It's not what I expected

I figured out today,  that this is what I want on my headstone when I'm dead...

Life...It's not what I expected.

So, I think I'm set.  Chocolate Chip cookies for the luncheon meal- just cookies, and that on my headstone.  They can't be crummy, hard, crunchy cookies but thick, chewy, chocolately cookies. 

Okay...

I don't know why I think about these things but I do.  Anyways...

Two weeks ago, I was asked to write a brief description of my life, the history of our little family.  It was read to an LDS Youth Group in Utah, at a Pioneer Trek.  I am going to repost what I wrote, since typing is still really hard and time consuming.  It's kind of long-ish.  It was read at the top of the Women's Pull.  The women's pull is when all the young women have to push their handcarts up a steep hill, alone, while the young men stand at the rocky top and watch quietly without any kind of encouragement or help.  It helps teach the youth about faith, patience, trust, but it is also reminiscent of life.  Sometimes, we have to muddle through alone, our own Gethsemane where we come to know our Savior and Father in Heaven. 

"Expectation is a word itself that holds so much promise, hope, depth and breadth. It covers a lot of ground. It's a word that can fill the universe or just a small, insignificant moment in your little day.   A lot can happen with an expectation. 

It can mean something as simple as expecting dinner to be served at generally the same time every day, snow in the month of January, bed at 11 and awake with the rising sun. You come to expect that each day will most likely resemble the day before, and next week won't deviate much from the previous week or the week before that, or even the week you had last month. 

Most expectations steady us, keep the keel of life even; life is mostly predictable.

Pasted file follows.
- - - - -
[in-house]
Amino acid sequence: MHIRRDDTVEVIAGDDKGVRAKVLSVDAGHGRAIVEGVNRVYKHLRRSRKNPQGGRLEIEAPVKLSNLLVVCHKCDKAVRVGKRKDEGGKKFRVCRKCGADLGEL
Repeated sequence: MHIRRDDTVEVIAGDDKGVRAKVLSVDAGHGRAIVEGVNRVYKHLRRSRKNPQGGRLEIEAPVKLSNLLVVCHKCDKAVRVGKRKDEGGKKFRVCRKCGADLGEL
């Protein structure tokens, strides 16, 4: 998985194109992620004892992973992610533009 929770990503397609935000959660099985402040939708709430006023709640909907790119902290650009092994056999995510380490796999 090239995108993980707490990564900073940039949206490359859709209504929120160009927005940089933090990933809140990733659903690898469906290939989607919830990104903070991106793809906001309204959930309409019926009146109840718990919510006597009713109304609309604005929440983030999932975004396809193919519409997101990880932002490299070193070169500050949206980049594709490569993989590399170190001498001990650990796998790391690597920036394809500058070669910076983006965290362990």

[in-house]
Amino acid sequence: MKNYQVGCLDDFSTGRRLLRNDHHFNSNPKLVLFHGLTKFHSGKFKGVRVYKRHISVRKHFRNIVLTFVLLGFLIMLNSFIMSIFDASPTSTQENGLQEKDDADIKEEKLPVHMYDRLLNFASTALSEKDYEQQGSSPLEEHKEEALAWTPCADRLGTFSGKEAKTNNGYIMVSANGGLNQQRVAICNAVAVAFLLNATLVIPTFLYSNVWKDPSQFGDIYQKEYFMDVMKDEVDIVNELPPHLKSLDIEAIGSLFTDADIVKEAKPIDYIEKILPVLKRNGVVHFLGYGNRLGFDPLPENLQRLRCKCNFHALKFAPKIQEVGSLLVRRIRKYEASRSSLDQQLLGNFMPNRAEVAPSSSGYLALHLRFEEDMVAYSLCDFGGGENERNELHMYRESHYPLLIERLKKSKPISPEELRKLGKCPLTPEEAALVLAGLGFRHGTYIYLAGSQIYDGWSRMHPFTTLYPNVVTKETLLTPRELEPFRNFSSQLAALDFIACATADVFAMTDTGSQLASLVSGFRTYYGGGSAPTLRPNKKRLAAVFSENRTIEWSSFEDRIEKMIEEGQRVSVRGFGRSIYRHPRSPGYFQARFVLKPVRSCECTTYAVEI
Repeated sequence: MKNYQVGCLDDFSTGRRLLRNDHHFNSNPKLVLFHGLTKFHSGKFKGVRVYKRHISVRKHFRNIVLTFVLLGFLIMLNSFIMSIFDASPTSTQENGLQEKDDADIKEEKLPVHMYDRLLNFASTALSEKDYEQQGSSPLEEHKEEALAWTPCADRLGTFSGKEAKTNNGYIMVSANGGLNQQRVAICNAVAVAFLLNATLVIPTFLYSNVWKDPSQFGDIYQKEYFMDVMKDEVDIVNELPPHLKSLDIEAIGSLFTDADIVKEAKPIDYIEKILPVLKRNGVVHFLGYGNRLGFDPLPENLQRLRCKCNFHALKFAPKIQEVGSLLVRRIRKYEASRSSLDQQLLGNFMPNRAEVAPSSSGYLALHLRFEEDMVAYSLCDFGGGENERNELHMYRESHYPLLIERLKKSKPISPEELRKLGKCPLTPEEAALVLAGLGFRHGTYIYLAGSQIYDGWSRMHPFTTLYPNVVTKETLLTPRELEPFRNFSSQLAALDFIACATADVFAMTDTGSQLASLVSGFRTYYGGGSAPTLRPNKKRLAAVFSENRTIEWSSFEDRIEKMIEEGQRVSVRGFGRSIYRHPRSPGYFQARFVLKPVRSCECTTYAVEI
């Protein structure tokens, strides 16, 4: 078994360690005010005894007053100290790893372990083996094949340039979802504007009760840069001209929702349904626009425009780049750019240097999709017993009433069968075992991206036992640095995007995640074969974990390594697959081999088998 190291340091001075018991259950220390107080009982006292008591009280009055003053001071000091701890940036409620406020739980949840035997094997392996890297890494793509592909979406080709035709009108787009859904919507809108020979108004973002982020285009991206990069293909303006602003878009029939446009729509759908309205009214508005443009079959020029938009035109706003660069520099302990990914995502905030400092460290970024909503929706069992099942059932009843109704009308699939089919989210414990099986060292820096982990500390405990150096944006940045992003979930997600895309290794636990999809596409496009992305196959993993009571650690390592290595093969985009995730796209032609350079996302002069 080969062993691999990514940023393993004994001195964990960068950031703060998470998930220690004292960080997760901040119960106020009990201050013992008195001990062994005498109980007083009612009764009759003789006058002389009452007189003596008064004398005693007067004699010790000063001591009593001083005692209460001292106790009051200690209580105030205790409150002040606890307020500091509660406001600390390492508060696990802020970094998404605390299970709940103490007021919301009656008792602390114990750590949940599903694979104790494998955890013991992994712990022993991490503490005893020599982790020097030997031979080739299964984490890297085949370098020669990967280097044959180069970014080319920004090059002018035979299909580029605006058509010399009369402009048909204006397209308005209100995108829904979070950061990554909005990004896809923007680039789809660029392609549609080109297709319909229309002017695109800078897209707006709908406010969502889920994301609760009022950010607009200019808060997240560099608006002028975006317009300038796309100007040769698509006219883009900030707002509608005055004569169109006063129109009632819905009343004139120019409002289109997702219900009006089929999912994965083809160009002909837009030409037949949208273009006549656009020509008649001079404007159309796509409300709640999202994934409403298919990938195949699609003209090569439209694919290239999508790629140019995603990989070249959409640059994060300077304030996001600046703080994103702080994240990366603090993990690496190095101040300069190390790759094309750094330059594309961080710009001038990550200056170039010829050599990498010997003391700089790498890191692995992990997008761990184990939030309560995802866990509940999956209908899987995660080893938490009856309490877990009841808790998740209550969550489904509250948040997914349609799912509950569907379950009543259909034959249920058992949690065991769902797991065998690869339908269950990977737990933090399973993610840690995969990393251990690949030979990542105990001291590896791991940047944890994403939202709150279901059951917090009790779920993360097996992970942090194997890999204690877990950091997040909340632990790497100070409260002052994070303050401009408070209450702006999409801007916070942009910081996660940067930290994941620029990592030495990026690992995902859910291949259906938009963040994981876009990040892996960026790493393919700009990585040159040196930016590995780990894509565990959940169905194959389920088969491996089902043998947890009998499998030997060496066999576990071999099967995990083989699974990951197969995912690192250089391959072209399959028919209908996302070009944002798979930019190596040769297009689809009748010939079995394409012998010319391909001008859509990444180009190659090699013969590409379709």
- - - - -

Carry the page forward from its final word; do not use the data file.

We invest a lot of ourselves into expectations, whether it be the unspoken; yet understood, or the ones more boldly accepted on the play grounds of youth.  We are a culture raised on fairy tales and fables.   From our earliest beginnings we are taught the happily ever after story.   We come to expect that life is fair in the end, the underdog wins, good prevails, and prince charming is just a kiss away.

I expected all this and more.  I expected to breeze through adolescents; making my parents proud.  I expected to graduate university with highest honors and set out on a career path of staggering success, marry a hardworking, young man who adored me more each passing day.  My little girls would dance their way into the hearts of everyone, pink ribbons and pig tails trailing behind.  My boys would become boy scouts, play sports, and deliver an unforgettable valedictorian message.  I expected I would do it all, experience it all…be it all. 

Well, I’m not young and na├»ve today.  Life has happened…is happening and it’s not exactly what I had come to expect and none of my experiences were first laid out in the pages of bedtime stories.

I didn’t exactly breeze through adolescents.  I got to experience the fine art of being bullied and shamed by mighty girls who had less self-esteem than me.  I got to know what it feels like to be used and used up.  I realized that it’s each man or young woman, for herself.  At the ripe old age of 17, I was halted by grief at the passing of my one and only friend, to the horrifying disease of Cystic Fibrosis.

Young Adult life brought only a meager degree, passing grades in a profession with less than impressive success yet fed my creative mind.  I married a young man; I doted on him, and cared for him and we were blessed with three children, a girl and two boys.

My daughter hated pink and pig tails not to mention she would rather wear blue jeans than tutus.  She loved science and T-ball but not enough to do either for very long.  My sons fidgeted in right field, sat down and day dreamed as short stop.  “If you can’t get an ‘A’ a ‘C’ will work too.” Became our daily mantra.  From there it was nothing more than “Just show up.”

There was a moment of monumental realization as I rode in the back of a Life Flight jet to a distant Children’s Hospital when I realized…This is not at all what I had expected life would be.  In that moment of disproportionate feelings, you are big and awkward, stark and naked in the middle of your life, embarrassed that you somehow missed the mark of what was expected of you.  What you expected of yourself; of life.